cellular automata

I made a website for my pal Cameron Scott a while ago. He freezes stuff and photographs it, so I thought cellular automaton favicons might be a good match. Here’s all of them 256 rules, including the classic hits, left-to-right, top-to-bottom. They start with a black pixel in the top left corner, but now I suspect they’re not 100% correct (and the right-to-left plot is weird).

  • If you check out the website, keep in mind that only Firefox supports animated favicons at the moment.
  • I had to shave a couple pixels off due to tumblr’s 500px limit.

data-visualizing American Elf

Big Thank You & Apologies to James Kochalka!

As James Kochalka’s daily diary comic American Elf ended on 2012/12/31 after 14 years and at least 5106 strips. I wondered about its visual evolution.

First, let’s look at its shape’s consistency. The comic/page comes in a near square format and usually consists of a heading, 4 square panels, and the date. Sometimes it’s just 3 or 2 panels, one big panel, a list or… something. The early strips were black and white. This is what an average (literally) strip looks like:

I used a fairly simple technique which I once thought I had invented, while it’s pretty much as old as photography – it’s basically a multiple exposure (of stuff that looks alike). Here’s a nice example (hover over the names on the bottom right).

The 4-panels-structure dominates, then there’s the headline at the top, the date at the bottom (where you can even see the space between month/day and year). While the colors cancel each other out (it’s not the early strips that cause the grayness), you can see a light skew: the left border isn’t really straight.

Let’s look at this through time:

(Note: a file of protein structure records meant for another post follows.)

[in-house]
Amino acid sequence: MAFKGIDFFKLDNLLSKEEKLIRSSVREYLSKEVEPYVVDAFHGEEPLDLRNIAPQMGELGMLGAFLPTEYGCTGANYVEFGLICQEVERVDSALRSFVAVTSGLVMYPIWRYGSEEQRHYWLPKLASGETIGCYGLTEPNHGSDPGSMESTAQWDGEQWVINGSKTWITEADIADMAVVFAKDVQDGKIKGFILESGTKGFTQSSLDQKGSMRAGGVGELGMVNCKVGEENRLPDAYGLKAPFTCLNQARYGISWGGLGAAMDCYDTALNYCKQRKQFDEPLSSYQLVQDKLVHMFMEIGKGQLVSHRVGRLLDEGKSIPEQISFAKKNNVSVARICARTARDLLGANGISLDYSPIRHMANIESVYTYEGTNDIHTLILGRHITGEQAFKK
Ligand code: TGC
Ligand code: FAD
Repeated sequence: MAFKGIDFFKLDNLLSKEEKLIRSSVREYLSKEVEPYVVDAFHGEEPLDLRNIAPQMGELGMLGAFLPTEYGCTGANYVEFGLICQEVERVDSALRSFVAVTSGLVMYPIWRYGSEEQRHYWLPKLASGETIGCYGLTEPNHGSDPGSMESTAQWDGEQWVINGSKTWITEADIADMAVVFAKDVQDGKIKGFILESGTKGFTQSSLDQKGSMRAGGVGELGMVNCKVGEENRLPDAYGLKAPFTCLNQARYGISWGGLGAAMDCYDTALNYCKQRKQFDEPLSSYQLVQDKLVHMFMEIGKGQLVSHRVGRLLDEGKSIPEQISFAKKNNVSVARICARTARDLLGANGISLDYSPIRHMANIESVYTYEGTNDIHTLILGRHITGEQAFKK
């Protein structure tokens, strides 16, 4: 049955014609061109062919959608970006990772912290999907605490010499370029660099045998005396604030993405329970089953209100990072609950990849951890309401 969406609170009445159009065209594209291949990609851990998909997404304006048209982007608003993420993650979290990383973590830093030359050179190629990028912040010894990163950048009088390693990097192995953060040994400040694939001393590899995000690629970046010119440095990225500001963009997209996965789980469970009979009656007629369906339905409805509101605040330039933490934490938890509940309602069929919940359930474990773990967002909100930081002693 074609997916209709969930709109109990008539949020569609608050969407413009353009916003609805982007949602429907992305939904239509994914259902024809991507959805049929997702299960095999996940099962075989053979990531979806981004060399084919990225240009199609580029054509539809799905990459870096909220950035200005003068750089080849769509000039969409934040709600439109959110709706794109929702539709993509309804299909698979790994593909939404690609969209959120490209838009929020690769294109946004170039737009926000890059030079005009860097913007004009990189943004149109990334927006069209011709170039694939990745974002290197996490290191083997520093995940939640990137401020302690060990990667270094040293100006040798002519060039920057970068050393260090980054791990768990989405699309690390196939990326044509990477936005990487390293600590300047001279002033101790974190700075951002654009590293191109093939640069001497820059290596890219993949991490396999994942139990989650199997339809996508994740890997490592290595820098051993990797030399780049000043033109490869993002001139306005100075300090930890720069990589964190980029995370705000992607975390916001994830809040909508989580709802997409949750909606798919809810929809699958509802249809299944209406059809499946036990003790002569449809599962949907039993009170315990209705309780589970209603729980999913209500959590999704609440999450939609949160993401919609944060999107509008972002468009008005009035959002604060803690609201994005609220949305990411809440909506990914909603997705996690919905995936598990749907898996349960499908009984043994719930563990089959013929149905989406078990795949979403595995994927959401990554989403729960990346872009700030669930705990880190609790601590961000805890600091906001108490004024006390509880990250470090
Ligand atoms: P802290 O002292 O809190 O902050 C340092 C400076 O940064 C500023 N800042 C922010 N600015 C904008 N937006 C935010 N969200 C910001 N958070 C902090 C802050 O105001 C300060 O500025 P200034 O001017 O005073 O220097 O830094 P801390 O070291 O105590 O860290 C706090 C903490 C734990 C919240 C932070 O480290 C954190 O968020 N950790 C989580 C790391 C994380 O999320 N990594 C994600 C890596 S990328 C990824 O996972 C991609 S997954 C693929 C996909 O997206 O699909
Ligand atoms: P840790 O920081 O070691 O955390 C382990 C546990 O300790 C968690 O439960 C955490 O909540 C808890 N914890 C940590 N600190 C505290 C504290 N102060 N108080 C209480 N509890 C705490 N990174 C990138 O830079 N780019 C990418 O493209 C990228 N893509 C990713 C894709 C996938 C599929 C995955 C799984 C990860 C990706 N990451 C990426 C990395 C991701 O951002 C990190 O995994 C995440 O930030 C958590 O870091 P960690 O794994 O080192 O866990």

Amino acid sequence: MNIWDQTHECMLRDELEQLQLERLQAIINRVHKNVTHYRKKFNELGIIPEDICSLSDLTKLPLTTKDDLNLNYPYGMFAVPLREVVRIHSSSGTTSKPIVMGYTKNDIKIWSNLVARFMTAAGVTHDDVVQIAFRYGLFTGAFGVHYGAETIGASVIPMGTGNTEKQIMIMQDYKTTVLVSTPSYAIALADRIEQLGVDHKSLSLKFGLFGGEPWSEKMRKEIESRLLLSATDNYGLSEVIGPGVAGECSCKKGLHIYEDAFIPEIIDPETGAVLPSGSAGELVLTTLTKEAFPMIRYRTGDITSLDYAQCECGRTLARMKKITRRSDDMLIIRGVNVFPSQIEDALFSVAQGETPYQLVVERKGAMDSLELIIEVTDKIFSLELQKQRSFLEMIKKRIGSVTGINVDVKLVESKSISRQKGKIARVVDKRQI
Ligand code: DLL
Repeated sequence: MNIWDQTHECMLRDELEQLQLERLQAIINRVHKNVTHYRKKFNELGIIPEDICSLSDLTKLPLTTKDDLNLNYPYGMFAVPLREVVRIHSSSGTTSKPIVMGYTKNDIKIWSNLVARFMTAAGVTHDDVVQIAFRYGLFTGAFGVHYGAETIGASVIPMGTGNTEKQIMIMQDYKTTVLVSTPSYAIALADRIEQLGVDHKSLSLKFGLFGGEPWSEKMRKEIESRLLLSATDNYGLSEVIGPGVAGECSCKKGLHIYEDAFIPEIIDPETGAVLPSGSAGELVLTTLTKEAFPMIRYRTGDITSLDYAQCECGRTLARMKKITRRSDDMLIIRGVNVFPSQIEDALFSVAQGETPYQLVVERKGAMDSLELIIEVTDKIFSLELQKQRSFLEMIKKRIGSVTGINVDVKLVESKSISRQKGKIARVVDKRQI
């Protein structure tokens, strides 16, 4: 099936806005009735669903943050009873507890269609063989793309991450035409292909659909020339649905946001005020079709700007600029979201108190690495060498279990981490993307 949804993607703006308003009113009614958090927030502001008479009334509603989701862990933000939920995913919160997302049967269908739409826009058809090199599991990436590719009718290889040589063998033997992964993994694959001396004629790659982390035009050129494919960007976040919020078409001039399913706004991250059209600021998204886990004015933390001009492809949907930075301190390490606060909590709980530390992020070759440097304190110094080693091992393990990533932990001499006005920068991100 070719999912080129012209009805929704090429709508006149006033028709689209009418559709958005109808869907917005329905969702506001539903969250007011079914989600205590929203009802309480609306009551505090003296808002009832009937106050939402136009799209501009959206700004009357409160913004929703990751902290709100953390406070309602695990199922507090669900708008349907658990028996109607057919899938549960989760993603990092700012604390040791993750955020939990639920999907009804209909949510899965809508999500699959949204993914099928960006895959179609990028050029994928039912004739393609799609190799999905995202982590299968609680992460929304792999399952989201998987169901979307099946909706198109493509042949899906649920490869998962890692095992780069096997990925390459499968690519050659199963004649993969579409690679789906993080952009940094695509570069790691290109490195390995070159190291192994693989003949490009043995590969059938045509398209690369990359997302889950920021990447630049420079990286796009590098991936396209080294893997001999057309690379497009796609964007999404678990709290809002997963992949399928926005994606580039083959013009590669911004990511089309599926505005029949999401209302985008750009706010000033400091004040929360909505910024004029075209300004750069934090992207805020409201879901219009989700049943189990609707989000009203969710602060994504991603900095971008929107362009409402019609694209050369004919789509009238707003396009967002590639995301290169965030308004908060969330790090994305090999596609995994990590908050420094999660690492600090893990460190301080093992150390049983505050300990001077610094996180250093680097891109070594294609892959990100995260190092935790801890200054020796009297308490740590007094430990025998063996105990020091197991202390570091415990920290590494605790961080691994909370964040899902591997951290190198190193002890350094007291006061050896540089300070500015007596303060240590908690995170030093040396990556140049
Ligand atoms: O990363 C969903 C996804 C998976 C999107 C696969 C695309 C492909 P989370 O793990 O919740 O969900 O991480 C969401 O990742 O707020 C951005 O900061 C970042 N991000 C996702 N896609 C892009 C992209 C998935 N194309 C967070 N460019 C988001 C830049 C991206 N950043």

Here, each image contains one fourth of the strips, i.e. the first 1200+ strips or 3 years in the top left corner, and so on, left-to-right, top-to-bottom.

It’s apparent now that the first years were black and white, and had no heading. The early color strips tended to pink/red/purple tones, and headlines seem to be yellow predominantly.

Again, but with more granularity/temporal resolution:

Here, each sample contains roughly 80 images – so it’s like favorite color of the season, i guess.

Now let’s look at all strips individually:

The strips are laid out  following a hilbert curve. Other than a left-to-right-top-to-bottom text-like layout (with line-breaks), it preserves locality: a month is not a line, but a block. That’s why all the early strips sit in the upper left corner, and are followed by the bright colored in the upper right corner. The curve then turns to the bottom, to the left, and down again, before it ends in the bottom left corner (hilbert curves only come in specific “capacities”, and the 5106 strips fit uncomfortably between 4096 and 16384).

Conclusion?

When I look at this data visualization I feel a little, well, uneasy. It’s a cold analysis of a work of art full of heart and warmth. It compresses over 5000 days of work into on neat graphic. Plus, I made a machine crawl your website and download all those handcrafted images…

But that’s just one way to look at it – I hope it rather is an awe-inspiring celebration of a masterpiece (these are heavy words), made with handcrafted scripts. And (image)magic(k).

So, again: Thank You & Sincere Apologies, James Kochalka!

l2g w3s

here’s some handy abbrvs. for Peter Norvig’s (via nerdcore) “24 words with length of 20 or more (that are mentioned at least 100,000 times each in the [google books] corpus)”:

electroencephalographic → e21c
polytetrafluoroethylene → p21e
 forschungsgemeinschaft → f20t
 deinstitutionalization → d20n
 counterrevolutionaries → c20s
 dehydroepiandrosterone → d20e
 electroencephalography → e20y
  immunoelectrophoresis → i19s
   institutionalisation → i18n
   acetylcholinesterase → a18e
   internationalization → i18n
   institutionalization → i18n
   radiopharmaceuticals → r18s
   electroencephalogram → e18m
   keratoconjunctivitis → k18s
   counterrevolutionary → c18y
   immunohistochemistry → i18y
   internationalisation → i18n
   hypercholesterolemia → h18a
   phosphatidylinositol → p18l
   compartmentalization → c18n
   electrophysiological → e18l
   electrocardiographic → e18c
   uncharacteristically → u18y

btw these words are utterly useless for scrabble.